When we have exhausted our hoarded resources
Our Father’s full giving has only begun.

“His love has no limit. His grace has no measure.
His power has no boundary known unto men.
For out of His infinite wisdom and mercy
He gives and He gives and He gives yet again.”

According to Paul, it is the love of God that sometimes uses our suffering to force us to access the grace he prescribed in Romans 5:2 and in the great verse about grace in 2 Corinthians 9:8.

Are you willing to let the problems you cannot solve and suffering you cannot endure drive you to access the amazing grace of God today?

Dick Woodward, 23 October 2009

Editor’s Note:  If you would like to learn more about the hymn, “He Giveth More Grace,” by Annie Johnson Flint, click here to read her inspiring story.


Love First

August 19, 2014

Though I speak with the tongues of men and of angels, but have not love… I am nothing.”  (I Corinthians 13:1-3)

In the middle of the first century, the Apostle Paul composed an inspired poem of love in which he declared that the agape love of God should be the number one priority of spiritual people. He wrote that love is greater than knowledge and more important than faith. His inspired words about love have been, and should be read in every generation of church history.  That includes you and me.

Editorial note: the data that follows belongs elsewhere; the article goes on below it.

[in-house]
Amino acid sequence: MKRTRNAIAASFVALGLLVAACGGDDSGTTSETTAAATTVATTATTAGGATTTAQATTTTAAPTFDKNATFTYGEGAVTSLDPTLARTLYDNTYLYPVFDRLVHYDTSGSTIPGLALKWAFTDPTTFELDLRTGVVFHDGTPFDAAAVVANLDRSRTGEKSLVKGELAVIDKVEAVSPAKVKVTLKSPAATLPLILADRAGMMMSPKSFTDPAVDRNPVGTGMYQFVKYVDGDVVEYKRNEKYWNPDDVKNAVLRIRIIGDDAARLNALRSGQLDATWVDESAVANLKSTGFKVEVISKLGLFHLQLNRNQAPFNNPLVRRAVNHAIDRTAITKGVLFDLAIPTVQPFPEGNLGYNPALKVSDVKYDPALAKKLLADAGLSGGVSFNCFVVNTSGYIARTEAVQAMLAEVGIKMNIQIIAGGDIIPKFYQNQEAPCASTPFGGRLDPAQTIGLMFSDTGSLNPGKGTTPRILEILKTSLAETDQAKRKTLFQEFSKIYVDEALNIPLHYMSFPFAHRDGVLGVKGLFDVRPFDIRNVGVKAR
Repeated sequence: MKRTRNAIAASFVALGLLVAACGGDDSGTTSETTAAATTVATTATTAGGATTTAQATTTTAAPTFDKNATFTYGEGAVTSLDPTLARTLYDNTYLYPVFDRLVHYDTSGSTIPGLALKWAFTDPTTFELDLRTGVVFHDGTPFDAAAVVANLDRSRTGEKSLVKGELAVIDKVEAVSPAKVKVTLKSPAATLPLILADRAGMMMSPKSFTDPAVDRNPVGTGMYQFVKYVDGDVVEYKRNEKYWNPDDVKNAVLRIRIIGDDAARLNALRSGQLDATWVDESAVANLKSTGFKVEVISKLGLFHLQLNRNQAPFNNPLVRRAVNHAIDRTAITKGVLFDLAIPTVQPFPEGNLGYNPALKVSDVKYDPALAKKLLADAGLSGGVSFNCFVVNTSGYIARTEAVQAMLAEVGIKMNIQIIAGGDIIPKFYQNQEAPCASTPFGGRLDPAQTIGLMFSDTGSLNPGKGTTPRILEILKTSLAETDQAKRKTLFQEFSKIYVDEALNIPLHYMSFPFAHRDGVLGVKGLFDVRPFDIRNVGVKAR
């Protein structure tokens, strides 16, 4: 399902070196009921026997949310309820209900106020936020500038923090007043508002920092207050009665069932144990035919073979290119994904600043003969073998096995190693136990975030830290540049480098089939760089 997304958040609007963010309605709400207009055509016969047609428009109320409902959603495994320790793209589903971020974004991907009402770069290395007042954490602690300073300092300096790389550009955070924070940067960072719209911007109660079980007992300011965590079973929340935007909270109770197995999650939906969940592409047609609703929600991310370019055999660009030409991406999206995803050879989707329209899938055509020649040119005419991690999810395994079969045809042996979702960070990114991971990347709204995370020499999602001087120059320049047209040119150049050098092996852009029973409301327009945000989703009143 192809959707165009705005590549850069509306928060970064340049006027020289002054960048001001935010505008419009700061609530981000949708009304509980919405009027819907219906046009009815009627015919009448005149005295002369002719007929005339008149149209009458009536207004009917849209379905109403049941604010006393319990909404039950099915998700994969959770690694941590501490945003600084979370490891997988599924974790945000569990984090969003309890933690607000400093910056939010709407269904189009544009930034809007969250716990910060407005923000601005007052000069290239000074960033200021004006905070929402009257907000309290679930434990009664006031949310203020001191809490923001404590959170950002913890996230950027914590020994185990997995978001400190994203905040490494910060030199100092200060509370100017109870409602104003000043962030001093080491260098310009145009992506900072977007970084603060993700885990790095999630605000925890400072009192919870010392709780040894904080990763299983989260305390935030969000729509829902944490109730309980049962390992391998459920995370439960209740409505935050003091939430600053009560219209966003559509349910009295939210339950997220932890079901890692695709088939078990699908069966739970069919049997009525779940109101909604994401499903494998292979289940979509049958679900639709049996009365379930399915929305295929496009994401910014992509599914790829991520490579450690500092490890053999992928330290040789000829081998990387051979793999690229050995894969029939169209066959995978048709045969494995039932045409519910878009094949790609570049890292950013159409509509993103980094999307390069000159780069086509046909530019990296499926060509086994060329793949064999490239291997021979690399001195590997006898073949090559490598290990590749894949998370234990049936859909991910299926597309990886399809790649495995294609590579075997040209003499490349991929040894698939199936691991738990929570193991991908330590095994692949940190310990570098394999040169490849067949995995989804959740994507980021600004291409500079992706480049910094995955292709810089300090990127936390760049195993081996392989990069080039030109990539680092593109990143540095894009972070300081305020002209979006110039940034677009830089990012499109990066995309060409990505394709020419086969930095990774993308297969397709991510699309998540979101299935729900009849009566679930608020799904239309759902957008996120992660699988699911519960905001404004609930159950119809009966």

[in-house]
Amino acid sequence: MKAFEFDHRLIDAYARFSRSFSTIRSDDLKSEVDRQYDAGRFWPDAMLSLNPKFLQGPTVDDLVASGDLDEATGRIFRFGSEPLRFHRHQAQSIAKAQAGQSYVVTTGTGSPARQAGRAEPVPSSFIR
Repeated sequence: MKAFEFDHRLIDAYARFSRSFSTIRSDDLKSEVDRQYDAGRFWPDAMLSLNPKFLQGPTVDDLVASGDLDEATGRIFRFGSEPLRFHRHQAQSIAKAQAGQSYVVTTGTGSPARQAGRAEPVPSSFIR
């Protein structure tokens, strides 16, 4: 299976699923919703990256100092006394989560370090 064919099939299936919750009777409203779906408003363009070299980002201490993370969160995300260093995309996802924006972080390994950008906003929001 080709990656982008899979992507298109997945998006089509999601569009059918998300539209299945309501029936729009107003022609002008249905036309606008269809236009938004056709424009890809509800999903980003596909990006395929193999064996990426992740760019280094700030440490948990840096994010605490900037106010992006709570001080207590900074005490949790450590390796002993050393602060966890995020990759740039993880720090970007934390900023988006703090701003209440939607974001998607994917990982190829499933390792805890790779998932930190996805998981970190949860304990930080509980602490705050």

His teaching about spiritual gifts in the previous chapter concludes with: “Earnestly desire the best gifts. And yet I will show you a more excellent way.”  (I Cor 12:31)  Paul begins the next chapter with his prescription for that most excellent way: “Let love be your greatest aim,” or “Put love first.” (LB, NEB)

A SUMMARY PARAPHRASE APPLICATION:

If we speak with great eloquence or in tongues without love, we’re just a lot of noise.  If we have all knowledge to understand all the Greek mysteries, the gift to speak as a prophet and enough faith to move mountains, unless we love as we do all those things, we are nothing.  If we give all our money to feed the poor and our body to be burned at the stake as a martyr, if we give and die without love, it profits us nothing.

Nothing we are, nothing we ever become, nothing we have and nothing we ever will have in the way of natural and spiritual gifts should ever move ahead of love as our first priority. Nothing we do, or ever will do as an expression of our faith, our gifts, our knowledge, or our generous, charitable, unconditionally-surrendered heart is worthy of comparison, or can replace love as we live out our personal priorities in this world.”